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Remembering Sacrifice

On a day intended to recognize and pay homage to men and women who have served this country as members of the military, let us be conscious and aware enough to actually do it. I wonder how many people consider what we have asked and continue to ask of these men and women. It is easy to support ideals and grand objectives when we are able to be far removed from the direct impact. I support our troops and the families they leave behind more than I can communicate in words; however, I would be lying if I denied a second agenda. To me, the thought of putting war on a pedestal only glorifies the violence that accompanies it. Let's not forget what these men and women are having to do. They are trained to be weapons to fight for the greater good of our nation. But, what is the greater good? Are they fighting for principles and values, for the people back home, or for some interest deemed important by our elected officials? Well, when I've actually taken the time to ask soldiers and veterans, most tell me they initially thought they were fighting for something or someone back home, but have come to believe no one actually cares. They say they are fighting for the people next to them. A truly inspirational retired Captain, and dear friend once illustrated a vivid picture for me that I don't think most of us realize. Thanks to video games and moves, we are desensitized to the real images of war. Bullets run out. People don't respawn. The opposing soldiers and civilians actually die. He is known for following his training and using his keen intuition for getting his men out of an ambush in Afghanistan, all following a shot to the head. The little he shared with me about hurdles when he returned to the states triggered even more thought about what is asked of our military and their families, and what they are denied after their service is complete.

A less overt, but ever-growing issue is the psychological state and impact on family these returning soldiers experience. They are trained for combat in an environment that is unsafe and full of surprises that don't evoke a sense of thrill like a haunted house, but legitimate harm and death. They are conditioned to be on-guard and respond quickly to potential threat. After their time is done, they are reintroduced into a society that frowns upon differences and inadequacies. These survival skills that soldiers use daily are no longer the primary needs, but their conditioned responses remain. Our brains do not automatically decipher between real and imagined threat. We have to do quite a bit of work to get to that point. Being afraid due to a scary movie is quite different than walking down a dark alley in a war zone, but the emotional feeling can still trigger the same response. Without going into too much detail, soldiers with PTSD, as well as others, are responding to emotional memories. I feel the same as I did when I was in serious danger, therefore, I am conditioned to react the same way. Why are we not placing a focus on helping returning soldiers cope with the war on assimilation?... fighting the need to feel relevant again in a family that was forced to carry on without them. Learning to live in the present to know past threats are not here. Learning that one can be afraid and safe at the same time. Feeling validated for what they have done, that no one can know about. Letting go of the guilt that lurks covertly in their interpersonal interactions, due to the memories of their commanding officer's orders requiring them to do something they aren't proud of.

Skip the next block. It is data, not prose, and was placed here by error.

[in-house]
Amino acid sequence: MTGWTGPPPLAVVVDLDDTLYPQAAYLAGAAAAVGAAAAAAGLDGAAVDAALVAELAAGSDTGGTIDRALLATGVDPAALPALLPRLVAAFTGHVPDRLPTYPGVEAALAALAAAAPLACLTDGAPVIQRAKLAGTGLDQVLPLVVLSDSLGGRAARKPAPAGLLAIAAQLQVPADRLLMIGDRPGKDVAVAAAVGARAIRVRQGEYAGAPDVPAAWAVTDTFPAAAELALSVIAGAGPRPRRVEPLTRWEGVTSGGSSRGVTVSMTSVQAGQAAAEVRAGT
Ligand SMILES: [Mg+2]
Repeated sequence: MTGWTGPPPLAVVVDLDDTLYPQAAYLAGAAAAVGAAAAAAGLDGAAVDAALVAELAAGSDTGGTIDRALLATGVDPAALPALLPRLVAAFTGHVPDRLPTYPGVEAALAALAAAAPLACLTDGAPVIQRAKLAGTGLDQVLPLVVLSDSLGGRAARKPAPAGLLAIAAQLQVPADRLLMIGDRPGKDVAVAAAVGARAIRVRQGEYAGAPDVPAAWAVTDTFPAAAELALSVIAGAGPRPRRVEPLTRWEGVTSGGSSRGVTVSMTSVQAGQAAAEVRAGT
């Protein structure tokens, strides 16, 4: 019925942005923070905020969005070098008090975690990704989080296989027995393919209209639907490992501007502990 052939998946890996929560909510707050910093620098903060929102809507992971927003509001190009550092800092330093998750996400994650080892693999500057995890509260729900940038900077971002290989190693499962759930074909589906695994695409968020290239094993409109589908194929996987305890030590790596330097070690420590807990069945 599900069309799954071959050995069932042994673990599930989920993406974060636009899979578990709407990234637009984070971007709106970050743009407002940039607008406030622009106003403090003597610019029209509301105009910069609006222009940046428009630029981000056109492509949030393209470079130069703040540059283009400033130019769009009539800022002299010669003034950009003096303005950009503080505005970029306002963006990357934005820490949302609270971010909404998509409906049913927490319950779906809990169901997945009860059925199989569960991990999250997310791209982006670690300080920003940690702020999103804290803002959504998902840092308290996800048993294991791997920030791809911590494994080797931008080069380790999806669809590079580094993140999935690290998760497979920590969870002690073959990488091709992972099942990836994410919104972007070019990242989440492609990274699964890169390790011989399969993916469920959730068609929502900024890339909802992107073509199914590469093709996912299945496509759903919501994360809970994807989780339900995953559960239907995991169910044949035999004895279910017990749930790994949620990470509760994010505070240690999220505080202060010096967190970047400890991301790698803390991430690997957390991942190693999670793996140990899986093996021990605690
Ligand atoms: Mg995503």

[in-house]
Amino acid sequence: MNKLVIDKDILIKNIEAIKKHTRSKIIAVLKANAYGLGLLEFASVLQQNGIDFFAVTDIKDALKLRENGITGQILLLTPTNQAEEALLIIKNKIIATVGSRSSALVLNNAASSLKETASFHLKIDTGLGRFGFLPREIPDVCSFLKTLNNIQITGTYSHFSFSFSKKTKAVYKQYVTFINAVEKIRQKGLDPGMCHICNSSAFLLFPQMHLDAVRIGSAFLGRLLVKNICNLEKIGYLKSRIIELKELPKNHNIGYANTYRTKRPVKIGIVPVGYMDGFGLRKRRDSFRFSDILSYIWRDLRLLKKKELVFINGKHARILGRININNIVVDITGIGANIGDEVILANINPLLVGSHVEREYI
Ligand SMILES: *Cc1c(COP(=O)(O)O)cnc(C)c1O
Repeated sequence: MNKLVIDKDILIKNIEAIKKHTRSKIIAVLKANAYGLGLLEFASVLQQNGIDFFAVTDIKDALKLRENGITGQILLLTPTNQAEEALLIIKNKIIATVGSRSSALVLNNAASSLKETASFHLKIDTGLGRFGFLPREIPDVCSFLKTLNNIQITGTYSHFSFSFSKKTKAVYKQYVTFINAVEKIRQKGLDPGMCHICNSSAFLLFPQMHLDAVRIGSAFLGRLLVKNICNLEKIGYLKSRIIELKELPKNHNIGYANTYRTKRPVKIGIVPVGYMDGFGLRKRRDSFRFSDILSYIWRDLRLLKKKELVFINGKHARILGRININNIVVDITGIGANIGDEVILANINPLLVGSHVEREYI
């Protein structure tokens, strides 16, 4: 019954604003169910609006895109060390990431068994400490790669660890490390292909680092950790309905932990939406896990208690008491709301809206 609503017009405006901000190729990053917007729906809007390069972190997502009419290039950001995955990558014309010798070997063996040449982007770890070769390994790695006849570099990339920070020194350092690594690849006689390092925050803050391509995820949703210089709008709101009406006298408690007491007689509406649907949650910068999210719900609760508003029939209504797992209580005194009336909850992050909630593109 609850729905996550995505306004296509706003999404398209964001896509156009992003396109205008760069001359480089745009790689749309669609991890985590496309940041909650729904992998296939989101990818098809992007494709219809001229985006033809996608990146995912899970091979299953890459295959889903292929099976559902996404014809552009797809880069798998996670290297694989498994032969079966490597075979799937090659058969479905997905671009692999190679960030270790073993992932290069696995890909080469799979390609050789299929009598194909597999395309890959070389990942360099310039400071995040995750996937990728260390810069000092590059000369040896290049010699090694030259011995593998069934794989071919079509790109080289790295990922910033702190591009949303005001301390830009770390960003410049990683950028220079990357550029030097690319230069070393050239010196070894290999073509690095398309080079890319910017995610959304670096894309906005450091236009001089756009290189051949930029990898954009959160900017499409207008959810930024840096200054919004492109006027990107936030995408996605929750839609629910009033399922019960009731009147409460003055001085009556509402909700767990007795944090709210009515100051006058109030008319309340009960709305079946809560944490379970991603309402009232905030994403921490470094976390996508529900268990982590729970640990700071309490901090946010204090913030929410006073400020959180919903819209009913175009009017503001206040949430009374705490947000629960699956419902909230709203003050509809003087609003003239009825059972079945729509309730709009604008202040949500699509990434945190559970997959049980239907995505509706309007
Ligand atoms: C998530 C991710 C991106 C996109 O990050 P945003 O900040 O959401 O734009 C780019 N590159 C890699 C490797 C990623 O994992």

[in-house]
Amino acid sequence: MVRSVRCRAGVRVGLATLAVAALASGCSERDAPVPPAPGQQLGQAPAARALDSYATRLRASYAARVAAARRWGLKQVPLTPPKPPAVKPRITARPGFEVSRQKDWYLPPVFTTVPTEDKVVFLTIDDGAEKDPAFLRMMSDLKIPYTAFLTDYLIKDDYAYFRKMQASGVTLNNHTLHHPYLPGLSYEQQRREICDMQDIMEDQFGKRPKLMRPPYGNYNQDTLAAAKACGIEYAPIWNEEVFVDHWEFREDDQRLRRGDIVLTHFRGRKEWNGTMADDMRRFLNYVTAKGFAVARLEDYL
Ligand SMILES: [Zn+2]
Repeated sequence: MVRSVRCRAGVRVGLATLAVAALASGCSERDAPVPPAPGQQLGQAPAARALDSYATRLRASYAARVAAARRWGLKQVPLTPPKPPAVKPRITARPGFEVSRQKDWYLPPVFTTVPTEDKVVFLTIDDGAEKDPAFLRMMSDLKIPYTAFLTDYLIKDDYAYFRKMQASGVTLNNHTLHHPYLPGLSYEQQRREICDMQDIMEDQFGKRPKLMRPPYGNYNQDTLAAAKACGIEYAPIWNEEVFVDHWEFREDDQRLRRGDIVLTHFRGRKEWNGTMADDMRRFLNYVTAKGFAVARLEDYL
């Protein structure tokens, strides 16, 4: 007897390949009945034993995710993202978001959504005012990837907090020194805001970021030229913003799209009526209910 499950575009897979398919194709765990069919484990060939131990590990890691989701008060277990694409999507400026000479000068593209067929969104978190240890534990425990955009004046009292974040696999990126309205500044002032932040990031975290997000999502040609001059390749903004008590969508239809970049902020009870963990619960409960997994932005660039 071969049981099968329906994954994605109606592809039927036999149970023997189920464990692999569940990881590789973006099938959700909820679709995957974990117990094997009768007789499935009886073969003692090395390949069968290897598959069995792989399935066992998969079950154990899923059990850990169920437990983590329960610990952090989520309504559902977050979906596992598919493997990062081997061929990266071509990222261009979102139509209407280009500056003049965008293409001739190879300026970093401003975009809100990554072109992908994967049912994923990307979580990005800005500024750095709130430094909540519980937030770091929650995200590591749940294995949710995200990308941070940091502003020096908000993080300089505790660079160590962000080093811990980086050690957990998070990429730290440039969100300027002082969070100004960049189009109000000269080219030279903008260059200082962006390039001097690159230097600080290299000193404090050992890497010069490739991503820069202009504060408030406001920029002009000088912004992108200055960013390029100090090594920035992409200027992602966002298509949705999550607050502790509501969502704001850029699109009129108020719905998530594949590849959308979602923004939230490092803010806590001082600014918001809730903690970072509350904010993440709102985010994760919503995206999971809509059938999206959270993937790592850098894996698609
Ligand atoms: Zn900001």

So, by all means, let's celebrate our troops and their families! However, let us try to separate honoring their sacrifices as real people who have feelings, families, and lives from glorifying war and the actions that are required to survive. My grandfather, a truly wise man was invited to speak to an elementary school class several years ago. He told me that he noticed an attitude of heroism and glorification when discussing war, which inspired him to be honest in an age-appropriate way with these influential minds that absorb the words of older populations like an experiential sponge. My grandfather explained that war is a dangerous and undesirable thing. People get hurt. What I notice about my grandfather, and many like him from his generation, is that he doesn't speak much about his experiences in attempt to not glorify anything. He does not accept the title hero, nor does he consider his decision to join the military to be anything outside of what anyone would do in his time. He says that there was a need, so he did what he could to meet it. The dark side to not talking about anything is the emotional repression that followed. By not bringing attention to what was happening emotionally for these men and women, there was no perceived need for services to help them. Then, in the generation following, our nation poorly received soldiers returning from a gruesome experience, b/c they did talk, sharing what they saw, what they were forced to do, and how they felt about it. We are on the right track with helping, but only at the beginning. I hope we can remember to do our part by insisting that the politicians who send our people to war also provide what is needed for them when they return.


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